If you are looking more for a mid-range hotel in the old town, then Golden Gate Dreams Rooms might be a perfect choice. It is located in the old town and has great ratings – find out more about rates and availability here.

Split waterfront is one of the most beautiful places in Split, Croatia

HOW EXPENSIVE IS SPLIT?

Croatia is still quite affordable compared to many countries in Western Europe, but it is far from being super cheap. Split is no different – you can find cheap food and places to stay, but drinks in the tourist hotspots (like Riva Promenade) are no bargain.

CURRENCY

The currency is the Croatian Kuna – however, the € is often accepted (but it will probably be more expensive to pay in euros).

I often say “a few €“ in this post – as it would sound like a lot of money if I wrote “a few hundred Kuna.“  In September 2020: 10 Kuna = 1.38€ (around $1.50).

HOW TO CREATE YOUR SPLIT ITINERARY FOR 1-2 DAYS

One day in Split may not sound like a lot, but with a day here, you will be able to experience and visit the best places in Split. Use this itinerary for Split to find out about the main attractions and best places.

WHAT TO DO IN SPLIT IN ONE DAY

Tip: Start the day early, as the tourists from the cruise ships and bus tours will arrive quite early, so to beat the crowds you have to be there before them… ideally.

Day one begins with the sights in Split’s ancient center around Diocletian’s Palace, before wandering to nearby city attractions.

Diocletian’s Palace

The best thing to do in Split – whether you stay one day or two days in Split – is visiting the palace.

A little city, within the old part of the city… This is one of the best places in Split, and Diocletian’s Palace is one of the best-preserved monuments of Roman architecture in the world. Diocletian’s Palace in Split is one of the top attractions

Diocletian’s Palace in Split is the answer to the question what to do in SplitIf you enter Diocletian´s Palace (ideally via the Golden Gate, a 4th-century Roman stone entryway with arches & ornate statues), you will have an impressive start to your day in Split.

Emperor Diocletian is considered to be the founder of Split in the 3rd century. The palace was built for Emperor Diocletian’s retirement (this huge fortified palace took up much of the modern city center) and is a rectangular building (approximately 215 x 180 meters) with four large towers at the corners, doors on each of its four sides, and four small towers on the walls.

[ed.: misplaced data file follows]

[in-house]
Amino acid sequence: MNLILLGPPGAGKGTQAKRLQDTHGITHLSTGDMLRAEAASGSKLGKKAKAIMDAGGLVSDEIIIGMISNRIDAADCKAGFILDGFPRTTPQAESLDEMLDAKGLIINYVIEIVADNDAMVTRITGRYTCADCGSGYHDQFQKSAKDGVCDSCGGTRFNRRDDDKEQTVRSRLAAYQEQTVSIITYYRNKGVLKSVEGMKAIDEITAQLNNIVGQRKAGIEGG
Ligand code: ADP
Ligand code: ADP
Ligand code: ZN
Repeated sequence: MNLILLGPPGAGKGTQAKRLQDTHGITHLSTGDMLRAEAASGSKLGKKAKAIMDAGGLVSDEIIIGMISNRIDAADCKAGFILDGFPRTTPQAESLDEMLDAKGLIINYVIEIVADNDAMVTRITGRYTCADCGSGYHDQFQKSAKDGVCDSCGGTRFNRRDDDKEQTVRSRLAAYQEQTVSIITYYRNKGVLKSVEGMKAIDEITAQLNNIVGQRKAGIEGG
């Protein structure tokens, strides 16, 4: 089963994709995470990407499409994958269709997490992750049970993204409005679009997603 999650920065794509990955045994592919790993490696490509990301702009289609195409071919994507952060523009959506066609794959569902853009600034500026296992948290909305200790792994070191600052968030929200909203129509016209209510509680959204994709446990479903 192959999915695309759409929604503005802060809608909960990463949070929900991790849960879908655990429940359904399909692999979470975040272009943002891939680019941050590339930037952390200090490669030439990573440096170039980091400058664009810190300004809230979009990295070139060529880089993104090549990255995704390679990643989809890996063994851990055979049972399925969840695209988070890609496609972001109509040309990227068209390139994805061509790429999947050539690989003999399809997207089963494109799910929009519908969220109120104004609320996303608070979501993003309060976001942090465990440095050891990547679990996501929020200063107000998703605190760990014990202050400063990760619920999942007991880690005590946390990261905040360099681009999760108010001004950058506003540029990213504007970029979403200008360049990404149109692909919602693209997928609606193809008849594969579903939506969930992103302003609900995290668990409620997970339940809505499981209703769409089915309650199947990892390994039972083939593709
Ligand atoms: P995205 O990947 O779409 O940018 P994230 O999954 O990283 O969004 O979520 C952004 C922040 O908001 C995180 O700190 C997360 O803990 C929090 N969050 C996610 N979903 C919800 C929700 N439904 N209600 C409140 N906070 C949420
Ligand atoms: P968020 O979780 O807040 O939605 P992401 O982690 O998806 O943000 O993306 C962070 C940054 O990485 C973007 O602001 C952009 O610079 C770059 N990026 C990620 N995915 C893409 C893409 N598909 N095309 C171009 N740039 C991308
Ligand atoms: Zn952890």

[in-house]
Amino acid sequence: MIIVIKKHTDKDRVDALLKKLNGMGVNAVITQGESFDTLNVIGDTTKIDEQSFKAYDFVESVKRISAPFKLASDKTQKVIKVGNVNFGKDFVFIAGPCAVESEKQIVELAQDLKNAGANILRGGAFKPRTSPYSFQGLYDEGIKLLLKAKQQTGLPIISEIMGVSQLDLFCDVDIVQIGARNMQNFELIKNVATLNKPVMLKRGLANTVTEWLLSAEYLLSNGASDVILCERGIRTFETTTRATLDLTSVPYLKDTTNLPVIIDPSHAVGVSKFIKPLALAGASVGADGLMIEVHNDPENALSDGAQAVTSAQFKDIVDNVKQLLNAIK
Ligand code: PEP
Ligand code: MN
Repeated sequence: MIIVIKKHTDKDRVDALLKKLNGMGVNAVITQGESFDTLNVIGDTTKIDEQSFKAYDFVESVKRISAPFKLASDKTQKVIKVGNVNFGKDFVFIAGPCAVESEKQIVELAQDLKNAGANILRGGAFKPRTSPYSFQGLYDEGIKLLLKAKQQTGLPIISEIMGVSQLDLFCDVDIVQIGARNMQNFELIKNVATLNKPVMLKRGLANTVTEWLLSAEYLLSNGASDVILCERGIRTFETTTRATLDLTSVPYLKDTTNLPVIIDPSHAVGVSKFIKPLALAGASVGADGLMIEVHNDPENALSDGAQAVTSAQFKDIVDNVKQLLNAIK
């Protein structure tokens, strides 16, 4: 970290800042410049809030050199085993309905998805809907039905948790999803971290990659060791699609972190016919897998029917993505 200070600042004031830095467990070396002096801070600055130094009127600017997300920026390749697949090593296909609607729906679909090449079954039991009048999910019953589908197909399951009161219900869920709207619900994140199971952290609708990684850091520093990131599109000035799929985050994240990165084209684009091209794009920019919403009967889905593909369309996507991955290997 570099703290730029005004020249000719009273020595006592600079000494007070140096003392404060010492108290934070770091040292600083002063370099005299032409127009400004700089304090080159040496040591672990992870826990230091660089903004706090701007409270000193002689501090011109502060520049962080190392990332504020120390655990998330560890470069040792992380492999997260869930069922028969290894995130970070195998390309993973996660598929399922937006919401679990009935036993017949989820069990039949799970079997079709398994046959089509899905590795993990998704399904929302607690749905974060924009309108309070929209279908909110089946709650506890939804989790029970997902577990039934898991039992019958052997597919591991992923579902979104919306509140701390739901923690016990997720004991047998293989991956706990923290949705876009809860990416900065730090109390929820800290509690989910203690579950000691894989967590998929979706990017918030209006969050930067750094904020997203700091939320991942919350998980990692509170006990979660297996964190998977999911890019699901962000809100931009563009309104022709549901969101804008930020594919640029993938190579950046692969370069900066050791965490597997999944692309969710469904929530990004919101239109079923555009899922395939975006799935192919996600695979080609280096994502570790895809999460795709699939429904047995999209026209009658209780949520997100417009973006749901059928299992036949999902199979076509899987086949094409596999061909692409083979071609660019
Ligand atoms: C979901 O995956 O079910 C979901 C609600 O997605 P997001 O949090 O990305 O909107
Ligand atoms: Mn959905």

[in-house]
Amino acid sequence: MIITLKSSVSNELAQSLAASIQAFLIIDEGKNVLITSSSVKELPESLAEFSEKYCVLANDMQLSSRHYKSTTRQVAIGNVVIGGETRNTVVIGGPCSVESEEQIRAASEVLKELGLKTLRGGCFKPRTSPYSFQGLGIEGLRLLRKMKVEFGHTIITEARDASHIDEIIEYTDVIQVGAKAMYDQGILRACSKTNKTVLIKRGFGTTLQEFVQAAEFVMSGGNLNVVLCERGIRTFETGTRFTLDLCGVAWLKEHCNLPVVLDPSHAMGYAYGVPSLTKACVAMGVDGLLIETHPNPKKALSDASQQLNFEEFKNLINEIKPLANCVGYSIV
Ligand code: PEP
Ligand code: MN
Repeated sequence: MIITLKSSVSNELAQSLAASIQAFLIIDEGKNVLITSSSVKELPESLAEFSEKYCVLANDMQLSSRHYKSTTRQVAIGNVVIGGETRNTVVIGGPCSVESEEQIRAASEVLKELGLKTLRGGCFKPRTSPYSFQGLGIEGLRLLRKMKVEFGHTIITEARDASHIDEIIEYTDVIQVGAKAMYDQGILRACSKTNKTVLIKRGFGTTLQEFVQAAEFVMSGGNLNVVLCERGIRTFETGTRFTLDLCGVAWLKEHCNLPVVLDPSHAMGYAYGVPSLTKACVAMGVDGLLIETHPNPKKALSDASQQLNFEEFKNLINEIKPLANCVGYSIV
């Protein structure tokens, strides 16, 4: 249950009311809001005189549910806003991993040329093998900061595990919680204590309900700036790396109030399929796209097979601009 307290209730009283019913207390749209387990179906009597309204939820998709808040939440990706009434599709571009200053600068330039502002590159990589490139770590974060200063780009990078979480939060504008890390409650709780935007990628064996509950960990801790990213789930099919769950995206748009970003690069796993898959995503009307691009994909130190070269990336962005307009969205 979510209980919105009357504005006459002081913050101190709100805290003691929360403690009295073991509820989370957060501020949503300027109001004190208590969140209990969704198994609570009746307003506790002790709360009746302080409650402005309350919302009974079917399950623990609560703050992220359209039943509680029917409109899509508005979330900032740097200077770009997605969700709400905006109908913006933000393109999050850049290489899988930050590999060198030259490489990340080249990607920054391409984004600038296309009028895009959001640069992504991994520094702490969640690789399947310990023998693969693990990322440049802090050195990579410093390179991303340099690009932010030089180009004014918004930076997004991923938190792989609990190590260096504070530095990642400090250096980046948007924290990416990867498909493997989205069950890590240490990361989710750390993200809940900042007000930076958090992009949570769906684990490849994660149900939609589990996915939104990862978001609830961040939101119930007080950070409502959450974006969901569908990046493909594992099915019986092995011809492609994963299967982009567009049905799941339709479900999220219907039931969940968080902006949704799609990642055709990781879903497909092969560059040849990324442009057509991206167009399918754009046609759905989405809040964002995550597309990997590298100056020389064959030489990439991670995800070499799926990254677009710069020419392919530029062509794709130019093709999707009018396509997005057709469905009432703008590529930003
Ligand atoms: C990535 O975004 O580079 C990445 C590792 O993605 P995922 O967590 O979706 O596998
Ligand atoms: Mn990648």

You can enter and stroll this area for free. I suggest getting here first, as it gets very busy during the day. This way, you have the option to experience the place without the crowds.

Here are the main attractions of Diocletian’s Palace:

Peristyle (Peristil)

The Peristyle is the main and most important square of Diocletian’s Palace, and it is a great place to see what the city looked like back in the day.

Diocletian’s Palace in Split is one of the best places to visit in Split

For a while, it was also the religious center and the ideal theater scenery, perfect for opera classics and works of ancient literature.

Now, you can have a drink in one of the cafes and watch people admiring the place (they probably also admire the Egyptian influence, as the Peristyle is closely watched over by a 3500-year-old and perfectly-preserved sphinx).

The Substructures

Diocletian’s Palace substructures represent one of the best-preserved ancient complexes of their kind and are listed as a UNESCO World Heritage site.

In Roman times, their function was to elevate the Emperor’s chambers on the floor above, but they were also the storage area for the palace; now, they are used for different things. You´ll find painting and sculpture exhibitions, theater plays, fairs (including the International Flower Fair), souvenir shops, and more.

The entrance is through Porta Aenea, from the Riva, or down the stairs from the Peristyle (there is an entrance fee of a few €, but you can buy combined tickets that can help you save money).

Cathedral and Bell Tower of Saint Domnius

Head to the Cathedral and Bell Tower of Saint Domnius, one of Split’s other major landmarks, which is just around the corner.Cathedral and Bell Tower of Saint Domnius in Split is a must-see

Among the European cathedrals, this one finds its seat in the oldest building – the Mausoleum of the Roman Emperor Diocletian. You can visit the cathedral for an entrance fee (The Cathedral + The Baptistery + The Crypt), or get a combined ticket to also climb the Saint Domnius Bell Tower.